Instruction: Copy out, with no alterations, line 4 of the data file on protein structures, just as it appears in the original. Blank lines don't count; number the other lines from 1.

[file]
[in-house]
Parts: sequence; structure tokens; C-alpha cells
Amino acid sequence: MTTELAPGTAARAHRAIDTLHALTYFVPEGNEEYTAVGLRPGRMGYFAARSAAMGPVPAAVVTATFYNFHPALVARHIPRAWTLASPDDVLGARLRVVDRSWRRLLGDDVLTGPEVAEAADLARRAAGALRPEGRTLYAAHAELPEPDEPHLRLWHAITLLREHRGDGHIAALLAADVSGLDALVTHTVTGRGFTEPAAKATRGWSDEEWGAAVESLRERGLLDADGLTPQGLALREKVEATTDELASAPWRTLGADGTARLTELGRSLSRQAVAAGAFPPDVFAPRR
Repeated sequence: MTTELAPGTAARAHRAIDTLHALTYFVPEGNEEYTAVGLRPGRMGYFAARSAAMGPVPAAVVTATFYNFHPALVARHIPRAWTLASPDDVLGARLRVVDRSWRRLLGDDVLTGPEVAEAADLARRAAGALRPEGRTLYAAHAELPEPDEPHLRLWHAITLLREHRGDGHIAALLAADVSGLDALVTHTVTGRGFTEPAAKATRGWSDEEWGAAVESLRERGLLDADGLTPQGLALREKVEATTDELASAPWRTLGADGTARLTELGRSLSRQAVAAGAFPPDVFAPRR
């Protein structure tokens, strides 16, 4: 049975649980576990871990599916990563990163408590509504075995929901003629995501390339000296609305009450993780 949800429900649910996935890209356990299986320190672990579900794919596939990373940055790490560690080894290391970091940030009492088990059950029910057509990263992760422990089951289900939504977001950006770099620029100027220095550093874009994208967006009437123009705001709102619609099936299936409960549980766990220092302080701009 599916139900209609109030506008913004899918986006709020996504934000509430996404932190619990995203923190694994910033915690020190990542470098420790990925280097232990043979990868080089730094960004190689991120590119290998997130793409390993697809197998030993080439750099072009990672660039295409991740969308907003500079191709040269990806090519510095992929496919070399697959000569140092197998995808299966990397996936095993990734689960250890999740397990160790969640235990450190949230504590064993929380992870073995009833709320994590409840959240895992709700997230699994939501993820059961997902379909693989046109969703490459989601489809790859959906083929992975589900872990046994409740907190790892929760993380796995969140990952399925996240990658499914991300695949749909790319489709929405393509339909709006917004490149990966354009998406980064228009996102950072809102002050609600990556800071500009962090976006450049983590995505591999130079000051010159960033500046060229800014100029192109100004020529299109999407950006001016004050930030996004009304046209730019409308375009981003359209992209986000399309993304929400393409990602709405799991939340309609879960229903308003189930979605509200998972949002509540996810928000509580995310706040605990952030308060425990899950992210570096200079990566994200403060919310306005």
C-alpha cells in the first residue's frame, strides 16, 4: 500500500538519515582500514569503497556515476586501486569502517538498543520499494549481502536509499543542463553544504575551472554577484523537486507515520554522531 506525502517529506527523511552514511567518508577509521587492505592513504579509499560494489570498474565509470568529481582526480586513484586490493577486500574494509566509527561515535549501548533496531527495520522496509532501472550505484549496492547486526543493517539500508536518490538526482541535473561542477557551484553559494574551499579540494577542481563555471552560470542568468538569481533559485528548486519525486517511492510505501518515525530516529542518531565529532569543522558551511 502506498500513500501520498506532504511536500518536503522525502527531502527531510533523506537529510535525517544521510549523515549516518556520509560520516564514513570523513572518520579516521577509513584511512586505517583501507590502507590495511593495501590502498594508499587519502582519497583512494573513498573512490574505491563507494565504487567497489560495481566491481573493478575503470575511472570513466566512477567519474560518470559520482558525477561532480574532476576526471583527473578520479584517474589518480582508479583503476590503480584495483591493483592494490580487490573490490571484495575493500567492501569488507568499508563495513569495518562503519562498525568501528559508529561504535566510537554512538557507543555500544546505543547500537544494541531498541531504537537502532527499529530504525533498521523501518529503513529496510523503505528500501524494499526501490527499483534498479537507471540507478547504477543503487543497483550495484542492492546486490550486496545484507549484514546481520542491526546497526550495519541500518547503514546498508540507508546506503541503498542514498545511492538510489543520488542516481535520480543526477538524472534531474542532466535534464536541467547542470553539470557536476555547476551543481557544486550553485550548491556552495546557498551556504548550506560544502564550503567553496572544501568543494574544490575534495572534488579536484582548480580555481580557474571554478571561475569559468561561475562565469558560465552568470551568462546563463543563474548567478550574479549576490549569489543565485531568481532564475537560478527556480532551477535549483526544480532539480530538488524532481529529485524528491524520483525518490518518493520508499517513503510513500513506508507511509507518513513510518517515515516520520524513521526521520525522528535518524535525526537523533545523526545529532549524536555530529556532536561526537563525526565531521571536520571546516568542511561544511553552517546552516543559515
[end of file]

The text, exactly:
Repeated sequence: MTTELAPGTAARAHRAIDTLHALTYFVPEGNEEYTAVGLRPGRMGYFAARSAAMGPVPAAVVTATFYNFHPALVARHIPRAWTLASPDDVLGARLRVVDRSWRRLLGDDVLTGPEVAEAADLARRAAGALRPEGRTLYAAHAELPEPDEPHLRLWHAITLLREHRGDGHIAALLAADVSGLDALVTHTVTGRGFTEPAAKATRGWSDEEWGAAVESLRERGLLDADGLTPQGLALREKVEATTDELASAPWRTLGADGTARLTELGRSLSRQAVAAGAFPPDVFAPRR